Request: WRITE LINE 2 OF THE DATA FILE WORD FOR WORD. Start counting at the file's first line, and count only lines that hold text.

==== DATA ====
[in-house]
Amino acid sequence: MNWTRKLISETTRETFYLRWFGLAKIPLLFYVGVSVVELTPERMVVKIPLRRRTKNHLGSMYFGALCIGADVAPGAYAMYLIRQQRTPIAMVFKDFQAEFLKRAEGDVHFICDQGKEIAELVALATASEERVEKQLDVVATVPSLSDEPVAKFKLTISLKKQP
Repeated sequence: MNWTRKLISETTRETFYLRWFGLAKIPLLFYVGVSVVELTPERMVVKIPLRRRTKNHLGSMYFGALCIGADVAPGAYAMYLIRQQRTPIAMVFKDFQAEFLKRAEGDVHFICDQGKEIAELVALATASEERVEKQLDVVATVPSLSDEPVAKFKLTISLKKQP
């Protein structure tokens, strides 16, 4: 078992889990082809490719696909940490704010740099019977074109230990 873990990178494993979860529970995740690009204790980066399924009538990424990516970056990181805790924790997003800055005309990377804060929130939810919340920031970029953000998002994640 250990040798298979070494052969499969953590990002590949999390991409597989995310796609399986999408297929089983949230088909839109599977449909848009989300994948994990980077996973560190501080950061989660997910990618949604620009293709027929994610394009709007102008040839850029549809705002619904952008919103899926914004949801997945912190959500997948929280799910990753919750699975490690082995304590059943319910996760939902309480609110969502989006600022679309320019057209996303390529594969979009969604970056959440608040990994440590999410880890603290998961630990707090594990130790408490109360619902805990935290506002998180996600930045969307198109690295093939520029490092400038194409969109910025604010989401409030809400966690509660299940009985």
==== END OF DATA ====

Amino acid sequence: MNWTRKLISETTRETFYLRWFGLAKIPLLFYVGVSVVELTPERMVVKIPLRRRTKNHLGSMYFGALCIGADVAPGAYAMYLIRQQRTPIAMVFKDFQAEFLKRAEGDVHFICDQGKEIAELVALATASEERVEKQLDVVATVPSLSDEPVAKFKLTISLKKQP